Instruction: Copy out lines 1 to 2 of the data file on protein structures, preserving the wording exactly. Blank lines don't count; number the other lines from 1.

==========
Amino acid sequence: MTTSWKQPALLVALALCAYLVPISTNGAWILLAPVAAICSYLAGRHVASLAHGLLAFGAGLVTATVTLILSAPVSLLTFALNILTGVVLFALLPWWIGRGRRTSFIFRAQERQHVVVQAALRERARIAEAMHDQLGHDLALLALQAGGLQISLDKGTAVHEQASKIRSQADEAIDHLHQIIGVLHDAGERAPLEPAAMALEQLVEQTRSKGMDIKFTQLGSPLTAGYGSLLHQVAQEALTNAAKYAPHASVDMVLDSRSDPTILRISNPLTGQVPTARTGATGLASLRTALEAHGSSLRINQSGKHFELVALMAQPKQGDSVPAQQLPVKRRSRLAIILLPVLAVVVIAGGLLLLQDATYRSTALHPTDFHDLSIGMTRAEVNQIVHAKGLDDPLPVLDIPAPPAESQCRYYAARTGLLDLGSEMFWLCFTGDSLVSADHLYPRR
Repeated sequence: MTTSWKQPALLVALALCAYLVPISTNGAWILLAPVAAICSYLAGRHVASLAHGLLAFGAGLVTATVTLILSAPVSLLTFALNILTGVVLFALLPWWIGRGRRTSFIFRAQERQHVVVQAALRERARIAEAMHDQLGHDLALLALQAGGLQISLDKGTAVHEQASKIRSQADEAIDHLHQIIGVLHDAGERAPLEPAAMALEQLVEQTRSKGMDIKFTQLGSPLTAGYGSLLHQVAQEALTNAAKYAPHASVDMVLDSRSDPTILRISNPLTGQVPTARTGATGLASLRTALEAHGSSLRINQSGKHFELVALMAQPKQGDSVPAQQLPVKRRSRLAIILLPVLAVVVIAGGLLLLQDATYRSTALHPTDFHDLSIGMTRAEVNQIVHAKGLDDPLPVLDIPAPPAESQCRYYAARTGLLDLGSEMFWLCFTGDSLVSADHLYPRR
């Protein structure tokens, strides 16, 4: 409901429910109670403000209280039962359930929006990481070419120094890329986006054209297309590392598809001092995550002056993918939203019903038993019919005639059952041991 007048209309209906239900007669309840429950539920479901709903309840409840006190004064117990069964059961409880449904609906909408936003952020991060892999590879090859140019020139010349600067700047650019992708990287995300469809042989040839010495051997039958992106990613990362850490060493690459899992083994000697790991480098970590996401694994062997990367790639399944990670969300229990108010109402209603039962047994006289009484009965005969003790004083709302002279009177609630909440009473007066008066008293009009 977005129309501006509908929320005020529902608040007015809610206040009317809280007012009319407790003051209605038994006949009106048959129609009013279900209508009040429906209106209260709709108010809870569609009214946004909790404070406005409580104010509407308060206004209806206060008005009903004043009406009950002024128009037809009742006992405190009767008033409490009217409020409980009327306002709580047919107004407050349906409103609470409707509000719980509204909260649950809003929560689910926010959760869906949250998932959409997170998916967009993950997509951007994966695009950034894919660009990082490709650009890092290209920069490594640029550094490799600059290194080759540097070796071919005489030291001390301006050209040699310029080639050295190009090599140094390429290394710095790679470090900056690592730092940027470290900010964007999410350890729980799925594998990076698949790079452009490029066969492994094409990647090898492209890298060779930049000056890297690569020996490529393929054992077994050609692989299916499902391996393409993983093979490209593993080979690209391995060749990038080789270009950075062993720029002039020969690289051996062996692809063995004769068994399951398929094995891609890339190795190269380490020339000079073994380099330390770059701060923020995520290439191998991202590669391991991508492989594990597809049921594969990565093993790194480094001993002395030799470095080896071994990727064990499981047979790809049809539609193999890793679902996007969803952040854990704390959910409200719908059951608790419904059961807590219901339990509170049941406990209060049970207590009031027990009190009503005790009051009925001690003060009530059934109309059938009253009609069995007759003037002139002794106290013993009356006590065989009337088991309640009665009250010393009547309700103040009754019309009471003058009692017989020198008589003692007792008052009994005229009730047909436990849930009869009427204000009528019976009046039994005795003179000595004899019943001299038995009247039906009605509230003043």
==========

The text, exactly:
Amino acid sequence: MTTSWKQPALLVALALCAYLVPISTNGAWILLAPVAAICSYLAGRHVASLAHGLLAFGAGLVTATVTLILSAPVSLLTFALNILTGVVLFALLPWWIGRGRRTSFIFRAQERQHVVVQAALRERARIAEAMHDQLGHDLALLALQAGGLQISLDKGTAVHEQASKIRSQADEAIDHLHQIIGVLHDAGERAPLEPAAMALEQLVEQTRSKGMDIKFTQLGSPLTAGYGSLLHQVAQEALTNAAKYAPHASVDMVLDSRSDPTILRISNPLTGQVPTARTGATGLASLRTALEAHGSSLRINQSGKHFELVALMAQPKQGDSVPAQQLPVKRRSRLAIILLPVLAVVVIAGGLLLLQDATYRSTALHPTDFHDLSIGMTRAEVNQIVHAKGLDDPLPVLDIPAPPAESQCRYYAARTGLLDLGSEMFWLCFTGDSLVSADHLYPRR
Repeated sequence: MTTSWKQPALLVALALCAYLVPISTNGAWILLAPVAAICSYLAGRHVASLAHGLLAFGAGLVTATVTLILSAPVSLLTFALNILTGVVLFALLPWWIGRGRRTSFIFRAQERQHVVVQAALRERARIAEAMHDQLGHDLALLALQAGGLQISLDKGTAVHEQASKIRSQADEAIDHLHQIIGVLHDAGERAPLEPAAMALEQLVEQTRSKGMDIKFTQLGSPLTAGYGSLLHQVAQEALTNAAKYAPHASVDMVLDSRSDPTILRISNPLTGQVPTARTGATGLASLRTALEAHGSSLRINQSGKHFELVALMAQPKQGDSVPAQQLPVKRRSRLAIILLPVLAVVVIAGGLLLLQDATYRSTALHPTDFHDLSIGMTRAEVNQIVHAKGLDDPLPVLDIPAPPAESQCRYYAARTGLLDLGSEMFWLCFTGDSLVSADHLYPRR